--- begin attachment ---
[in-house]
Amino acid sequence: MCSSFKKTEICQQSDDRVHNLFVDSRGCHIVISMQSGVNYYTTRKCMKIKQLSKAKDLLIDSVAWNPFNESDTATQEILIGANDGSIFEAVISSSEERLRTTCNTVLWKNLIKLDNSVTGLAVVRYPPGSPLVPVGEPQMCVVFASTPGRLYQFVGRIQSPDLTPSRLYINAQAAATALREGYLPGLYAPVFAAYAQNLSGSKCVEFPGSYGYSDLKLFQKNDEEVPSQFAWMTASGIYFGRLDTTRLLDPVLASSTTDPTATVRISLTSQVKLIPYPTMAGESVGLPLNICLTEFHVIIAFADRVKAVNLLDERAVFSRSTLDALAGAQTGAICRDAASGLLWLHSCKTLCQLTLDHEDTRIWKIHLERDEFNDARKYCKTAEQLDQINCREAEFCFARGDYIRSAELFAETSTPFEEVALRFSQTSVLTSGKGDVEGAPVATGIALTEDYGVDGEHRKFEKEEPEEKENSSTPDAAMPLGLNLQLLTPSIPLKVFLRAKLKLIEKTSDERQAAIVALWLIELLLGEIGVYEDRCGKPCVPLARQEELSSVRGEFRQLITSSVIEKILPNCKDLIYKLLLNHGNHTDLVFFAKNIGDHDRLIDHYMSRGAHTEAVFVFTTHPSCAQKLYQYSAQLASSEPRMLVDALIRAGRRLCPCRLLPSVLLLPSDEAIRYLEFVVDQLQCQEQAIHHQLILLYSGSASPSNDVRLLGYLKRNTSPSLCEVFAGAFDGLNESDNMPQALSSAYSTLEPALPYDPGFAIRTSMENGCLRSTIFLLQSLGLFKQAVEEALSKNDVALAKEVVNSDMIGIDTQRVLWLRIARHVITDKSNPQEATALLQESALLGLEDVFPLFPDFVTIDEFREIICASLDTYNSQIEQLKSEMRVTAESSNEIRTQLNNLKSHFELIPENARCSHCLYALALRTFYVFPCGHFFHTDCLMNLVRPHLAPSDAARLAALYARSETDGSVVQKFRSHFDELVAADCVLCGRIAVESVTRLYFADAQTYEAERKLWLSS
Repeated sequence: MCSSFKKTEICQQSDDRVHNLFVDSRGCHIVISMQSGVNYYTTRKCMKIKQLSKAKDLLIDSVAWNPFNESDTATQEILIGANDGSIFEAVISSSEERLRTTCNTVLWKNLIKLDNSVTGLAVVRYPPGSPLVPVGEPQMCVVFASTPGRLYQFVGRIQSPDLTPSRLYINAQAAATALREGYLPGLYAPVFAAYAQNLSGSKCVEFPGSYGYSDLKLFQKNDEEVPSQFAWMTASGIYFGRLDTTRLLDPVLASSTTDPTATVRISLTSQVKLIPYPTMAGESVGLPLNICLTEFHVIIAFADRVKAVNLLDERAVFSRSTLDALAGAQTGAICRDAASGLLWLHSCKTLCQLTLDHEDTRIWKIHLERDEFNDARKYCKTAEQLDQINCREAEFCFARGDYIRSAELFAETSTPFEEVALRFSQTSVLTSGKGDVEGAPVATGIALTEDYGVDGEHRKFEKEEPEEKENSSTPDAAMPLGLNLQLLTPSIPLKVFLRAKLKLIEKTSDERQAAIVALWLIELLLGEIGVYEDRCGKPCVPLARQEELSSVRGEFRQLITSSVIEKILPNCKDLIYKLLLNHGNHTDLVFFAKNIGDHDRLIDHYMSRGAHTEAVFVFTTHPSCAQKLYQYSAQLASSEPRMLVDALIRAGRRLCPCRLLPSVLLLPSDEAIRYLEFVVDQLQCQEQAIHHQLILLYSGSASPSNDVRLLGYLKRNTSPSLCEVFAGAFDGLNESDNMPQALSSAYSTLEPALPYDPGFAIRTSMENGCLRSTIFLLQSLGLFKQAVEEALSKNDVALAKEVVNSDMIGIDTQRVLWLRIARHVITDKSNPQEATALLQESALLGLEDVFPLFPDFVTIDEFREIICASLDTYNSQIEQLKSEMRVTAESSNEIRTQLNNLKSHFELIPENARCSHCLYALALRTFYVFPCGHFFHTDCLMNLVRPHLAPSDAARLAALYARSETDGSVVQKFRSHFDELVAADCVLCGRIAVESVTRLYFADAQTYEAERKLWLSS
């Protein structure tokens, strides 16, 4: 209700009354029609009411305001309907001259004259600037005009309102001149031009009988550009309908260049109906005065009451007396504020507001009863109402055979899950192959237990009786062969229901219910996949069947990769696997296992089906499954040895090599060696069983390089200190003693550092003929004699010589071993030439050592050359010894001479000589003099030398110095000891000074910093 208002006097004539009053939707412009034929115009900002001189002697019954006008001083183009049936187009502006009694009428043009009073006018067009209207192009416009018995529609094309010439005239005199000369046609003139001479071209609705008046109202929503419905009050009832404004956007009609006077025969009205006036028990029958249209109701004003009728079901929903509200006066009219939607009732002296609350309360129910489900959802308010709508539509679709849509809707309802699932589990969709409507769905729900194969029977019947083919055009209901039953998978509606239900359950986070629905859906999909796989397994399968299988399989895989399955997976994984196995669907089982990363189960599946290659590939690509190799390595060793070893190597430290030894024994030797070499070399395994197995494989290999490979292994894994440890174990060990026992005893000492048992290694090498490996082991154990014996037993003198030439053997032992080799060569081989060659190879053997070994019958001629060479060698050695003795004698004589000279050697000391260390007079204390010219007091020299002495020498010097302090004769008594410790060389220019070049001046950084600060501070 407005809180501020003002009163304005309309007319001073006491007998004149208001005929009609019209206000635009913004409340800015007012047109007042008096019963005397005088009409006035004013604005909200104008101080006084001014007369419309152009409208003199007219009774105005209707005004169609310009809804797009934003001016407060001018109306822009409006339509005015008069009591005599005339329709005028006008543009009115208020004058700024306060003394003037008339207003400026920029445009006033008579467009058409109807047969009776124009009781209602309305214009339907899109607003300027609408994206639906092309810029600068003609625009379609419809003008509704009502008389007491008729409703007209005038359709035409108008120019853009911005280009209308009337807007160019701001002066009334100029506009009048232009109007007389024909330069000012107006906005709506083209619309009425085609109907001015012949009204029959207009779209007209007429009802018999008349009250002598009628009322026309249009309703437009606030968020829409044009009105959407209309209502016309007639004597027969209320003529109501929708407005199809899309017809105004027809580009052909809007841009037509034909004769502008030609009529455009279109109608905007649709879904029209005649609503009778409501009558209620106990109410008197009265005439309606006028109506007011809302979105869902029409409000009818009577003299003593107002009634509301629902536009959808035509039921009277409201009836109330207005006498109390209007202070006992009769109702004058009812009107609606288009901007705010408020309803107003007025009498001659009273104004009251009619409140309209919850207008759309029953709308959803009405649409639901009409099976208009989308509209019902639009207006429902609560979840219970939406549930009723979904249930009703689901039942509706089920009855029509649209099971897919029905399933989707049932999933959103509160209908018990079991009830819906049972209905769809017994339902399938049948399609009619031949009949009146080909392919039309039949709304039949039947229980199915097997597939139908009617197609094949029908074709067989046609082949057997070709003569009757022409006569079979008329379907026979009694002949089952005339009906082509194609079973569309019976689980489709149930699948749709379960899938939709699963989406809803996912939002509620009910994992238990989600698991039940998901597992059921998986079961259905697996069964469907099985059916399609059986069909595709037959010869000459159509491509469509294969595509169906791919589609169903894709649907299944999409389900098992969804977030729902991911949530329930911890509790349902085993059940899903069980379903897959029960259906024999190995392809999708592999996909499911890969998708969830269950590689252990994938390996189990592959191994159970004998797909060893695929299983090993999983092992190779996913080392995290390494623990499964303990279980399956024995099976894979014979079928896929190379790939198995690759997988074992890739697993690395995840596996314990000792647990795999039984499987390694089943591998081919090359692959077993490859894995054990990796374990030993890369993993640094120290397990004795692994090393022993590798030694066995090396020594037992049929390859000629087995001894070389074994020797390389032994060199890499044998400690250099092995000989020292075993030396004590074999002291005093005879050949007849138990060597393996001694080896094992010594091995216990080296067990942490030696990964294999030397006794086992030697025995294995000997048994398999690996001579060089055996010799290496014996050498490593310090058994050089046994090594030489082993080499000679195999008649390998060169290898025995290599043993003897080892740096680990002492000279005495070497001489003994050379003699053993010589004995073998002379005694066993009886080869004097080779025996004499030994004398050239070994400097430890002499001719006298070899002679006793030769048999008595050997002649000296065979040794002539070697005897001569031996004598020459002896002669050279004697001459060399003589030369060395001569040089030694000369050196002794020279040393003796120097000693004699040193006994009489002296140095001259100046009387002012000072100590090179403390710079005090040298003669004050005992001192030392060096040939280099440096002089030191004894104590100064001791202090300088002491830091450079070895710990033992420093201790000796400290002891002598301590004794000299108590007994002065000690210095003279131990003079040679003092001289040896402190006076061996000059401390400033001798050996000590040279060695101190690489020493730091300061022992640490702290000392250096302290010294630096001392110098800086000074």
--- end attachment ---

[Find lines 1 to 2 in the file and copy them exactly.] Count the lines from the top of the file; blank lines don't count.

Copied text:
[in-house]
Amino acid sequence: MCSSFKKTEICQQSDDRVHNLFVDSRGCHIVISMQSGVNYYTTRKCMKIKQLSKAKDLLIDSVAWNPFNESDTATQEILIGANDGSIFEAVISSSEERLRTTCNTVLWKNLIKLDNSVTGLAVVRYPPGSPLVPVGEPQMCVVFASTPGRLYQFVGRIQSPDLTPSRLYINAQAAATALREGYLPGLYAPVFAAYAQNLSGSKCVEFPGSYGYSDLKLFQKNDEEVPSQFAWMTASGIYFGRLDTTRLLDPVLASSTTDPTATVRISLTSQVKLIPYPTMAGESVGLPLNICLTEFHVIIAFADRVKAVNLLDERAVFSRSTLDALAGAQTGAICRDAASGLLWLHSCKTLCQLTLDHEDTRIWKIHLERDEFNDARKYCKTAEQLDQINCREAEFCFARGDYIRSAELFAETSTPFEEVALRFSQTSVLTSGKGDVEGAPVATGIALTEDYGVDGEHRKFEKEEPEEKENSSTPDAAMPLGLNLQLLTPSIPLKVFLRAKLKLIEKTSDERQAAIVALWLIELLLGEIGVYEDRCGKPCVPLARQEELSSVRGEFRQLITSSVIEKILPNCKDLIYKLLLNHGNHTDLVFFAKNIGDHDRLIDHYMSRGAHTEAVFVFTTHPSCAQKLYQYSAQLASSEPRMLVDALIRAGRRLCPCRLLPSVLLLPSDEAIRYLEFVVDQLQCQEQAIHHQLILLYSGSASPSNDVRLLGYLKRNTSPSLCEVFAGAFDGLNESDNMPQALSSAYSTLEPALPYDPGFAIRTSMENGCLRSTIFLLQSLGLFKQAVEEALSKNDVALAKEVVNSDMIGIDTQRVLWLRIARHVITDKSNPQEATALLQESALLGLEDVFPLFPDFVTIDEFREIICASLDTYNSQIEQLKSEMRVTAESSNEIRTQLNNLKSHFELIPENARCSHCLYALALRTFYVFPCGHFFHTDCLMNLVRPHLAPSDAARLAALYARSETDGSVVQKFRSHFDELVAADCVLCGRIAVESVTRLYFADAQTYEAERKLWLSS